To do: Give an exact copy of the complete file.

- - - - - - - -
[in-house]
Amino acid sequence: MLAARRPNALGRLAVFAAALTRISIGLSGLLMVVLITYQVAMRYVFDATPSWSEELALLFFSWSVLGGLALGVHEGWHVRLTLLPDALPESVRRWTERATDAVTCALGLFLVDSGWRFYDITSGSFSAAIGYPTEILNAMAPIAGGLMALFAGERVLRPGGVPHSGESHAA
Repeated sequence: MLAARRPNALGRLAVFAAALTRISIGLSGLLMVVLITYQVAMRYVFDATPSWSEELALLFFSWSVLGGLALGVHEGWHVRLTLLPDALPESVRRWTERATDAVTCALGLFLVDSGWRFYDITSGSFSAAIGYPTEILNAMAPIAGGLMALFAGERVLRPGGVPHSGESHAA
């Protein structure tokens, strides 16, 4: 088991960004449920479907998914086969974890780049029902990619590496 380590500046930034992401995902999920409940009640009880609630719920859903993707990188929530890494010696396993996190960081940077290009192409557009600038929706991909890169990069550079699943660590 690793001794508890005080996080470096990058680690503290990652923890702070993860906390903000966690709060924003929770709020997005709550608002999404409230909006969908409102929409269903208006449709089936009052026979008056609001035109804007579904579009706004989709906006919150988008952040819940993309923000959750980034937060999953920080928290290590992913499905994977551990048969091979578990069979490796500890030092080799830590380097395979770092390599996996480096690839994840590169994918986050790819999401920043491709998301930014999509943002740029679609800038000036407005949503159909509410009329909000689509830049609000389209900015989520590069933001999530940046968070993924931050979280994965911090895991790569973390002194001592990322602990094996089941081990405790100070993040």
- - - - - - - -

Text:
[in-house]
Amino acid sequence: MLAARRPNALGRLAVFAAALTRISIGLSGLLMVVLITYQVAMRYVFDATPSWSEELALLFFSWSVLGGLALGVHEGWHVRLTLLPDALPESVRRWTERATDAVTCALGLFLVDSGWRFYDITSGSFSAAIGYPTEILNAMAPIAGGLMALFAGERVLRPGGVPHSGESHAA
Repeated sequence: MLAARRPNALGRLAVFAAALTRISIGLSGLLMVVLITYQVAMRYVFDATPSWSEELALLFFSWSVLGGLALGVHEGWHVRLTLLPDALPESVRRWTERATDAVTCALGLFLVDSGWRFYDITSGSFSAAIGYPTEILNAMAPIAGGLMALFAGERVLRPGGVPHSGESHAA
């Protein structure tokens, strides 16, 4: 088991960004449920479907998914086969974890780049029902990619590496 380590500046930034992401995902999920409940009640009880609630719920859903993707990188929530890494010696396993996190960081940077290009192409557009600038929706991909890169990069550079699943660590 690793001794508890005080996080470096990058680690503290990652923890702070993860906390903000966690709060924003929770709020997005709550608002999404409230909006969908409102929409269903208006449709089936009052026979008056609001035109804007579904579009706004989709906006919150988008952040819940993309923000959750980034937060999953920080928290290590992913499905994977551990048969091979578990069979490796500890030092080799830590380097395979770092390599996996480096690839994840590169994918986050790819999401920043491709998301930014999509943002740029679609800038000036407005949503159909509410009329909000689509830049609000389209900015989520590069933001999530940046968070993924931050979280994965911090895991790569973390002194001592990322602990094996089941081990405790100070993040």